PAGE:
Let me introduce you to FUSION training.
I have been playing around with this type of training for the past few years.
Here is the general concept.
We already know that for fat loss training, generating exercise and workout intensity is key.
That is why Compound exercises (Squats, Deadlifts) are better than Isolation exercises (Leg Extension, Leg Curl).
Fusion exercises and workouts raise the intensity bar even higher.
Imagine an exercise where you combine a deadlift, a snatch and an overhead squat.
All in one move. You do not put the bar down until you have completed the set.
That is a Fusion exercise.
Now imagine a workout where you string together set after set of these Fusion exercises.
That is a Fusion workout, and it WILL kick your tail.
Build Your Own Fusion Workout
- 3x per week Maximum
- At least 24 hrs. rest between workouts
- Put the most complicated Fusions at the beginning of the workout
- Put the most intense Fusions at the beginning of the workout
- Hit all of the major movements each workout
- Change repetition schemes each workout
- 60 seconds between sets
- The weakest exercise in the Fusion will determine the exercise weight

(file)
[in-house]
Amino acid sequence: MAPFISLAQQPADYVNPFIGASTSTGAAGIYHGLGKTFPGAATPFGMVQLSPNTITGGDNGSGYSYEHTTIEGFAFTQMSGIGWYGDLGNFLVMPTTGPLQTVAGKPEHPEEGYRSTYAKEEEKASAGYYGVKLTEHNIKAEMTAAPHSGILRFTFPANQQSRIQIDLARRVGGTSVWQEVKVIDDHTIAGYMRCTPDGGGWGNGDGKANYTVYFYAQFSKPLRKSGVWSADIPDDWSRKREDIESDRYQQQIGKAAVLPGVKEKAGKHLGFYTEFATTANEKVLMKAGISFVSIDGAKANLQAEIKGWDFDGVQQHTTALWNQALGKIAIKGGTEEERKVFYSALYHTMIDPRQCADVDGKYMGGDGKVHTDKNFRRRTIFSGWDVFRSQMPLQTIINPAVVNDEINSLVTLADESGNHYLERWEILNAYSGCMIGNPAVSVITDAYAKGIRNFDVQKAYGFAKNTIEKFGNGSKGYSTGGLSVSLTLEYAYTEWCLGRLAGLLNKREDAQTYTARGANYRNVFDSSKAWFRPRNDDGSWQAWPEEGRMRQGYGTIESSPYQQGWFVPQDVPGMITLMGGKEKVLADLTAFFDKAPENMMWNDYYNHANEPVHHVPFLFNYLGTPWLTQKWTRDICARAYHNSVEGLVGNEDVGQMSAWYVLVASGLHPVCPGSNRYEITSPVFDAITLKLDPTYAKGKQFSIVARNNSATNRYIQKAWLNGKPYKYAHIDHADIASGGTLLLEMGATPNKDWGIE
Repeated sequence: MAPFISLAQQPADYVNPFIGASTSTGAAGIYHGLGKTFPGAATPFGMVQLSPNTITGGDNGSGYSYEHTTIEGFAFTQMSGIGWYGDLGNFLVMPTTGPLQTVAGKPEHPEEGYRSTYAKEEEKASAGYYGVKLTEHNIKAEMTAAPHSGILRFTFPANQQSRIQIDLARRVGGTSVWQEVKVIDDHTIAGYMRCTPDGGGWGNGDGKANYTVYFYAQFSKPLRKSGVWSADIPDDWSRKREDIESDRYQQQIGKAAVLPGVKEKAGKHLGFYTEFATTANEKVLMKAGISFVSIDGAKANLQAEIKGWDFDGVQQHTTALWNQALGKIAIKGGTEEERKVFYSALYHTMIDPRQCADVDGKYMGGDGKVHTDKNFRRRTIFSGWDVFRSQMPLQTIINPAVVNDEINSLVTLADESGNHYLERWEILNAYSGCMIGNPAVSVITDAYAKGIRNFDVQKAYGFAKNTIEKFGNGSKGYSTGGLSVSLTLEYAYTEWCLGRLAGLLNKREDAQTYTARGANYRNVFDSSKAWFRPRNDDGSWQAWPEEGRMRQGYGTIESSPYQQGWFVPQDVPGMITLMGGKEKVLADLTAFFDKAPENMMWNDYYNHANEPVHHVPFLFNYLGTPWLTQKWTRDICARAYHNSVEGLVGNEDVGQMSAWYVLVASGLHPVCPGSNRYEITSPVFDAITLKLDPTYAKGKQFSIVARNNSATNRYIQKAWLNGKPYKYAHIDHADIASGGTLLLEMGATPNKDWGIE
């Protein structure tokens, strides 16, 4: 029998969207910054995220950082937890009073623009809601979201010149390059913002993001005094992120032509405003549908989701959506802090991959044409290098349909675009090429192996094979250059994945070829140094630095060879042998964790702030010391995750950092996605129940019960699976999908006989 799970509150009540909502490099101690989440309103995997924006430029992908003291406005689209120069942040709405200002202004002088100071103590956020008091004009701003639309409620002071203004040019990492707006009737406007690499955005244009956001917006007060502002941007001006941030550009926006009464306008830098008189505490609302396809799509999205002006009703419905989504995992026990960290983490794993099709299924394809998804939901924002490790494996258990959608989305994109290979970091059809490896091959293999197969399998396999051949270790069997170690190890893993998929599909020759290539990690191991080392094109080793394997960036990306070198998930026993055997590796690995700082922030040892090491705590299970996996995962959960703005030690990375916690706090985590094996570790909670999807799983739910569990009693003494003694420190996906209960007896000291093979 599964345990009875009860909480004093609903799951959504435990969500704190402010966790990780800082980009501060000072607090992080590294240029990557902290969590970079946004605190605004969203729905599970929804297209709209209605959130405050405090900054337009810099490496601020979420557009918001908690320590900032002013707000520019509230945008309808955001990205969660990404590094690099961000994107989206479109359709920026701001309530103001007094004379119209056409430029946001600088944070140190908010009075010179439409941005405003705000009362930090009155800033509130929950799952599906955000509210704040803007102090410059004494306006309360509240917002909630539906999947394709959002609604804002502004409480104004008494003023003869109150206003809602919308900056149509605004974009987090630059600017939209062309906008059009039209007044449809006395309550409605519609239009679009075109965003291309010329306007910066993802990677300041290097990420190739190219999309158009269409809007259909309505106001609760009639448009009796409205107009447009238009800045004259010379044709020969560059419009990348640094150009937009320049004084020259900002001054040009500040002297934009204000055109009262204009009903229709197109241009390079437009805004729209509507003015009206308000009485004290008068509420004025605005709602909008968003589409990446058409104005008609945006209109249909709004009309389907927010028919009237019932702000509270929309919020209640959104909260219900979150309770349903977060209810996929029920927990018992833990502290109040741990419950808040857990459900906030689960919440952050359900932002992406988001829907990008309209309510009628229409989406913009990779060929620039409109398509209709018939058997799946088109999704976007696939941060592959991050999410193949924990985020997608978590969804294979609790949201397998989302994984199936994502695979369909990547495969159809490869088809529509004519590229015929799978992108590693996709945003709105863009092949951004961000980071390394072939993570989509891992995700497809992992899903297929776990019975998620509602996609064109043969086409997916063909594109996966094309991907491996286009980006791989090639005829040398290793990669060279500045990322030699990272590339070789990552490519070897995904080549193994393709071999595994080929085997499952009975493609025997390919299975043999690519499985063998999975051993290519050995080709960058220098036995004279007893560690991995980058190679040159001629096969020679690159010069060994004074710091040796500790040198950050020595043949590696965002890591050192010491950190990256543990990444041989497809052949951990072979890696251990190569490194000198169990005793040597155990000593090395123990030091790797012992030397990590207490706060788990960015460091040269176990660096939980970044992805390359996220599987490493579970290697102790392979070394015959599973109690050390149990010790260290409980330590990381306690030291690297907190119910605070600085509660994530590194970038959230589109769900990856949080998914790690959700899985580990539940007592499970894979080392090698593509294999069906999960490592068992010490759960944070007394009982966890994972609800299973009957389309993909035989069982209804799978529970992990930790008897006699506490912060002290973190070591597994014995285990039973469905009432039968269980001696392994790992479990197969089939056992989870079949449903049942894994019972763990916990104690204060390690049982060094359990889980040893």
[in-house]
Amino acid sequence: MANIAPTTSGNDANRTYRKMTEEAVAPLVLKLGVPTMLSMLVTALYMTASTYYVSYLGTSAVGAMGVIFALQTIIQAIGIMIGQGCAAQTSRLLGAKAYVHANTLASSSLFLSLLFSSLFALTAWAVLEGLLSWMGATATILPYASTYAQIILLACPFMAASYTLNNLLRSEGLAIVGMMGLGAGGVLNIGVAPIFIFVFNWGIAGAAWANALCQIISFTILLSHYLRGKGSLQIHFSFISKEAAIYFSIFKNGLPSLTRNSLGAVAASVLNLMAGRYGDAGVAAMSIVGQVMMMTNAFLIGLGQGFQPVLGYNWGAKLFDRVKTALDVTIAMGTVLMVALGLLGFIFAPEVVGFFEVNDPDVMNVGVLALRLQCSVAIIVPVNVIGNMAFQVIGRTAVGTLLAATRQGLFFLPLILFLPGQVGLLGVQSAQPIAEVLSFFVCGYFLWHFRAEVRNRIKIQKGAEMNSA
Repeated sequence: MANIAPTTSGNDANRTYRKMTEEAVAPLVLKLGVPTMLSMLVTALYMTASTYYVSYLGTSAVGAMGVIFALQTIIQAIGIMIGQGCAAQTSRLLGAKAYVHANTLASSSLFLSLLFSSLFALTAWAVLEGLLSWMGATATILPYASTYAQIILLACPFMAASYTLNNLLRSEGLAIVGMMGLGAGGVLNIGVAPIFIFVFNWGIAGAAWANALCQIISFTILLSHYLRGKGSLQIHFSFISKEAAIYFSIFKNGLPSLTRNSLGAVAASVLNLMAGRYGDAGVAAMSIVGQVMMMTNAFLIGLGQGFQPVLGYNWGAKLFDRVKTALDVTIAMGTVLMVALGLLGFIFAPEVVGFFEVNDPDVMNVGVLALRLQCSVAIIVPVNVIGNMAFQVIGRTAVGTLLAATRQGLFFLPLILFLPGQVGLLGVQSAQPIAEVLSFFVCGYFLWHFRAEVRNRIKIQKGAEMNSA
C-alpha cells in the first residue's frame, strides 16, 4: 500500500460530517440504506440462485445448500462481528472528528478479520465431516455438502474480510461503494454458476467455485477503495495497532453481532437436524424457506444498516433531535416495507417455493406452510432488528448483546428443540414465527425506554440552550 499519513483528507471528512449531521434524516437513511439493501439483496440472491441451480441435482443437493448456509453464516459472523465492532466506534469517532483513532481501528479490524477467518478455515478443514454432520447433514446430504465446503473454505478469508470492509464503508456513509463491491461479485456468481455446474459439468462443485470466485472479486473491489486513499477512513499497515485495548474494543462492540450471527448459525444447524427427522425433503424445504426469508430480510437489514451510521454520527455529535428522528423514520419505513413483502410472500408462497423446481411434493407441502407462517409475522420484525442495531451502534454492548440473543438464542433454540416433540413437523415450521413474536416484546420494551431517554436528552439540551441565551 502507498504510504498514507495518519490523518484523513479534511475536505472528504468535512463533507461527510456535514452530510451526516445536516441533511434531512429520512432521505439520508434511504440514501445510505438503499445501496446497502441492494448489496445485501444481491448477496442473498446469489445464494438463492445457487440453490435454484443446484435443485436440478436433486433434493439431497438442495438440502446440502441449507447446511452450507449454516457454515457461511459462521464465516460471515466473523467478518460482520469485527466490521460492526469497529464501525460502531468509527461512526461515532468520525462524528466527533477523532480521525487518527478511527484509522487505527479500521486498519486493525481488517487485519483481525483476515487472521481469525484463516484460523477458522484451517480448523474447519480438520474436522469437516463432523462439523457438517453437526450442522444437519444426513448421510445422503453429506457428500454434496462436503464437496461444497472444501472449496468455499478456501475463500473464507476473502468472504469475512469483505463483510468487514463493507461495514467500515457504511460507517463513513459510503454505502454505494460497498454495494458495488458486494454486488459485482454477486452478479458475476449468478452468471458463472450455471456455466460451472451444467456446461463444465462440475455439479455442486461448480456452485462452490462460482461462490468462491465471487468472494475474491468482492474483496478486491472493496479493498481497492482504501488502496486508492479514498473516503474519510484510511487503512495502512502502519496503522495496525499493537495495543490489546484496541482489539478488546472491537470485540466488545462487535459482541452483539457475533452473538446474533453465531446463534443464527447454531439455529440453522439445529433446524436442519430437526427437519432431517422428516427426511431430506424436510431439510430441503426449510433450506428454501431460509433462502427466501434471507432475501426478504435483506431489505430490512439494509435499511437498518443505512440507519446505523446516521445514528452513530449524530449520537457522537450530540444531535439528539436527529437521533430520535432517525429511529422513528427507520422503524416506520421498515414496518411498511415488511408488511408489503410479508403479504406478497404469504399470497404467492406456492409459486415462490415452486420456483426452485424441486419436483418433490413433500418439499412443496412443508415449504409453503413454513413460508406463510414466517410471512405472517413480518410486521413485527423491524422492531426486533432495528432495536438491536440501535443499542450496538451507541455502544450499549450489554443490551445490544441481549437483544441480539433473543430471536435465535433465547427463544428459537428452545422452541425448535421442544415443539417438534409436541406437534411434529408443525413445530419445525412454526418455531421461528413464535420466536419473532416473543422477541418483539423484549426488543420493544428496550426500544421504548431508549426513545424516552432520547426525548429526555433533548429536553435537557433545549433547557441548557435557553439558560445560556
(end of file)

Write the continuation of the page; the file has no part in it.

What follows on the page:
- Be prepared for nausea…seriously
Here is a workout I designed for a client earlier this month.
- The client is training 3x per week – Mon/Wed/Fri
- I have designed 2 different workouts to ensure that each week will be different
- Week 1 will consist of workouts A, B and A – Week 2 will consist of workouts B, A and B and so on…
- Each workout will have 4 Fusion exercises
- Monday’s workout will consist of 5 sets of 5 reps of each Fusion exercise
- Wednesday’s workout will consist of 4 sets of 8 reps of each Fusion exercise
- Friday’s workout will consist of 3 sets of 12 reps of each Fusion exercise
- In addition to fat loss, this client needs to bring up leg and core strength – exercise selection will reflect that goal
Fusion Workout A
Exercise 1: BB / DB Hanging Clean to Thruster – 60 sec. rest between sets
Hanging Clean demo video